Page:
Although Rinko was not initially drawn to the medium, photography quickly became an outlet for the young university student. An artistic turning point came when she purchased a Rolleiflex at the age of 22 – the very same camera acclaimed photo pioneer Irving Penn started out with. Though she worked at an advertising agency after graduation, it was her personal images that ultimately caught the public eye. In 2001, she published three critically acclaimed photo books simultaneously. Overnight, she launched herself into Japan’s thriving fine art scene of the early aughts.
On paper, her subject matter may sound dull – a small blue butterfly nestled among gnarled bare branches, a streak of light resting along a stairwell. It’s
the stuff of everyday life,
that any one of us might encounter. But that’s precisely why it appeals to Kawauchi. Her work, deeply rooted in traditional Shinto ideologies, takes note of the things we so easily miss, recognizing the “spirit” of even the most mundane objects and happenings. And what could be more commonplace than the food we eat each day?
For Kawauchi, photography is the art of capturing passing moments, and the instinctive food photography of Rinko Kawauchi captures just how fleeting all things in life are. Food, being ephemeral in nature, acts as a stand in for ourselves. Early on, she likely realized that photographs can’t record concepts such as human fragility head on. She could, however, represent those ideas using food. Skin being peeled off of a mango’s flesh and fruits being consumed by insects can become poetic, through the right lens.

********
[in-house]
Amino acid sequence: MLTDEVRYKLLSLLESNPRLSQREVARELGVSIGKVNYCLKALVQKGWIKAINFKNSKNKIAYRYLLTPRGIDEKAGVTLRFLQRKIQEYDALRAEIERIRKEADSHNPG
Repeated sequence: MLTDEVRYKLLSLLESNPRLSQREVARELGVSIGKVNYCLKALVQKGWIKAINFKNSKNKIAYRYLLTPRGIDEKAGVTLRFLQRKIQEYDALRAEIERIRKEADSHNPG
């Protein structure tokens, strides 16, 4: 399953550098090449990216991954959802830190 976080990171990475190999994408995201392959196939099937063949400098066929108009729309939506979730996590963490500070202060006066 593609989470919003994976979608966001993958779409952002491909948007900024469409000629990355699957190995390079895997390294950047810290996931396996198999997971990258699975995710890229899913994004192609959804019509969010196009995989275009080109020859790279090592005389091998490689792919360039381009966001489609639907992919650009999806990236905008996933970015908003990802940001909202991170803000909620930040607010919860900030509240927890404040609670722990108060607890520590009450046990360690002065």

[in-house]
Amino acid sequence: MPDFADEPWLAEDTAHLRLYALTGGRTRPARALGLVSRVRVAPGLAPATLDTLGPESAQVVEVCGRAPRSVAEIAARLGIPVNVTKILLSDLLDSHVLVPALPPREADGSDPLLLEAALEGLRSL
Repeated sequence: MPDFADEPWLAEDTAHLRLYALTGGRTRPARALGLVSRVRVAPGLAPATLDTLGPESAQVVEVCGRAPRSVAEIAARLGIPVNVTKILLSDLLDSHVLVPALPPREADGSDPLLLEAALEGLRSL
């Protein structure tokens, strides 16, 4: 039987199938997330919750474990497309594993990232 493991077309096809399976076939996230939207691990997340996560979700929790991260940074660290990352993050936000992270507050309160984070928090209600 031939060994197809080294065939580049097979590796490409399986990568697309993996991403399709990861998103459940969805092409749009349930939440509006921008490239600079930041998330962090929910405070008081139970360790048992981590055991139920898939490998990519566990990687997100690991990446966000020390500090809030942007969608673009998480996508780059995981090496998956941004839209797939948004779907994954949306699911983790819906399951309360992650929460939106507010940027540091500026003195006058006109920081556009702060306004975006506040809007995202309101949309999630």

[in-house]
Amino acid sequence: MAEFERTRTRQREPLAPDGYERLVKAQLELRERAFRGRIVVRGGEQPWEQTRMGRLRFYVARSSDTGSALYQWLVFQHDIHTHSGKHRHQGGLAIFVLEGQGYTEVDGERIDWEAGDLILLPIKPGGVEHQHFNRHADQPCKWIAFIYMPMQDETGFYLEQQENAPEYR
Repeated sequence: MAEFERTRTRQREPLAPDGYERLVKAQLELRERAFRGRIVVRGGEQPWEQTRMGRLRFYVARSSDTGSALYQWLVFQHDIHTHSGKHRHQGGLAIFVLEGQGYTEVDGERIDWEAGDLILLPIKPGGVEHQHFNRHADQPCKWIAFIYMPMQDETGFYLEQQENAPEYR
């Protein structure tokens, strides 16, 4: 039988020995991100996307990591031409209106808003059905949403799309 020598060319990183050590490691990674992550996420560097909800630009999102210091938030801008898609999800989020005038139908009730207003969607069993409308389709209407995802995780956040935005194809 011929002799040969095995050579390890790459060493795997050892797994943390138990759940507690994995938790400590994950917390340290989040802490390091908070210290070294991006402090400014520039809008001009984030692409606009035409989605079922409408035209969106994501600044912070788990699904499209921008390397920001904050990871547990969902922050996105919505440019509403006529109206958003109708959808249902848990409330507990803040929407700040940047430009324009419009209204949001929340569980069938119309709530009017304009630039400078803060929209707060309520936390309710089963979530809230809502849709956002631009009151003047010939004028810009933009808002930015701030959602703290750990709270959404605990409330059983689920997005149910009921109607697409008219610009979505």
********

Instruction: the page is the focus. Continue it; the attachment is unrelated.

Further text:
Her subjects are far from polished. They come with
cracks and uneven seeds, plastic wrappings
still visible if you look close enough. But the photographer’s intention isn’t to stage perfection. Instead, tries to encompass the beauty and poetry of what’s already present, sans corrections.
Most of us realize that faultlessness is futile. But, especially in the case of artists, that fact isn’t much of a deterrent – we desperately try to even out life’s inevitable wrinkles. For this reason, the instinctive food photography of Rinko Kawauchi offers a gentle reminder to avoid overcomplicating matters.
Meditate on textures, colors, and shapes
instead of struggling to make your subjects larger than life. More likely than not, you’ll discover that finding beauty is a lot simpler than manufacturing it.
Visit Rinko Kawauchi’s website: